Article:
Blog Post

Matt Gold and DH Community-Building

Matt Gold and DH Community-Building

If you go to any given Digital Humanities event in New York City, you are likely to hear someone thank Matt Gold for lending his guidance, support, and expertise to their work. And rightly so: Matthew K. Gold, Associate Professor of English and Digital Humanities at the Graduate Center of the City University of New York (CUNY), has played a crucial role in empowering digital humanists at CUNY, in NYC, and beyond.

At the Graduate Center, Matt holds teaching appointments in the Ph.D. Program in English, the M.A. Program in Liberal Studies (MALS), and the doctoral certificate programs in Interactive Technology and Pedagogy and American Studies. His research and teaching interests center on the digital humanities, scholarly communication, pedagogy, digital rhetoric, and nineteenth-century American literature. Matt is the Director of the CUNY Academic Commons & Co-Editor (with Lauren F. Klein) of Debates in the Digital Humanities (Minnesota, 2012) and he leads a number of digital initiatives at the Graduate Center (roles including but not limited to: Advisor to the Provost for Digital Initiatives, Co-Director of the CUNY Digital Humanities Initiative, Director of the GC Digital Scholarship Lab, and Director of the GC Digital Fellows Program). As this list should attest, Matt is deeply invested in establishing DH as an academic field within the university.

I sat down with Matt to talk about his experience in the world of HASTAC and the past, present, and future of digital scholarship more generally. But--we were meeting on the eve of the inaugural NYCDH Week and couldn’t help but talk about the upcoming events. For months, the NYCDH Steering Committee (of which Matt is a member) had been organizing a week-long program of workshops, lightning talks, and social events to take place on campuses and libraries throughout New York City. Participants from each of the area universities and the GLAM community shared their digital research and learned new tools together. Writing about the event in retrospect, I can affirm that it was exactly the kind of multi-level cross-institutional collaboration that is the hallmark of the HASTAC Community.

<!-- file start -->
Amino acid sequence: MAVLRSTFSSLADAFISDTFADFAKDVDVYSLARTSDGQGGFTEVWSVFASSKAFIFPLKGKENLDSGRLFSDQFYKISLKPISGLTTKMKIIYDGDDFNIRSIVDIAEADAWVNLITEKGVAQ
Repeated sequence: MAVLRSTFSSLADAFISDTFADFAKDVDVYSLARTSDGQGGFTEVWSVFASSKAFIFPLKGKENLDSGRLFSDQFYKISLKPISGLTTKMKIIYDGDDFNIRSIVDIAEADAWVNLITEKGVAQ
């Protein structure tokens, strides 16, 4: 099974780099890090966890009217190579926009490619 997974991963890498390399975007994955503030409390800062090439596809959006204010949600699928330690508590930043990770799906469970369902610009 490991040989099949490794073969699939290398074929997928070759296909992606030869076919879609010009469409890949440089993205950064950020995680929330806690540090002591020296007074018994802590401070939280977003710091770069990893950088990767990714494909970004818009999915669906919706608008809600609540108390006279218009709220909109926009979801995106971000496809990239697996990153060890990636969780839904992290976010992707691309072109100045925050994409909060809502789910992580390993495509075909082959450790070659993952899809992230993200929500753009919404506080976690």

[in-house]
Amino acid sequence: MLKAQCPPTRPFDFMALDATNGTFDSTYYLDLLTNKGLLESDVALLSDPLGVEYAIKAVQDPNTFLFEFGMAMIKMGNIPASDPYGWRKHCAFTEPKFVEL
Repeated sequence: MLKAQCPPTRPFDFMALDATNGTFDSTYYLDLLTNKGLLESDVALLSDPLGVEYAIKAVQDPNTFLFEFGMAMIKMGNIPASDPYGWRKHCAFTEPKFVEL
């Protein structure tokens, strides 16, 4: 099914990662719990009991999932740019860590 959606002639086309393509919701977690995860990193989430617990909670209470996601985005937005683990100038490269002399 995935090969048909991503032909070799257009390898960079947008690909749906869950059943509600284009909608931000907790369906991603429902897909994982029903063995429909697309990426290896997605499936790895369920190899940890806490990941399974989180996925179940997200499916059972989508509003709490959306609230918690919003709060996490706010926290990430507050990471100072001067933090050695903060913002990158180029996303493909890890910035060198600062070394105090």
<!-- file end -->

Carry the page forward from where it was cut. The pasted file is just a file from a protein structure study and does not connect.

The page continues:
Of course, Matt was enthusiastic about the upcoming week and was looking forward to having the time and space to build relationships with scholars. Our conversation about NYCDH Week opened up a broader thread about the importance of online community and collaboration in the Digital Humanities. Matt explained that HASTAC emerged as a way to build cross-institutional relationships with scholars invested in digital research and pedagogy. HASTAC, along with the CUNY Academic Commons “enables conversation at all levels and builds community from the ground up.” If you’re not familiar with the CUNY system, it is a public university spread out across twenty-four campuses. Even within the same CUNY umbrella, organizing with like-minded scholars and professionals outside of your university walls could be next to impossible. Matt was frustrated with the way information was siloed within the bounds of each campus. Accordingly, the CUNY Academic Commons emerged as a way to communicate across these campus divides. The CUNY Commons, like HASTAC, combines the "productivity oriented features of social networking" and "collaborative academic work." Beyond enabling communication, these online hubs give individuals a way to organize, collaborate, and share digital research and tools.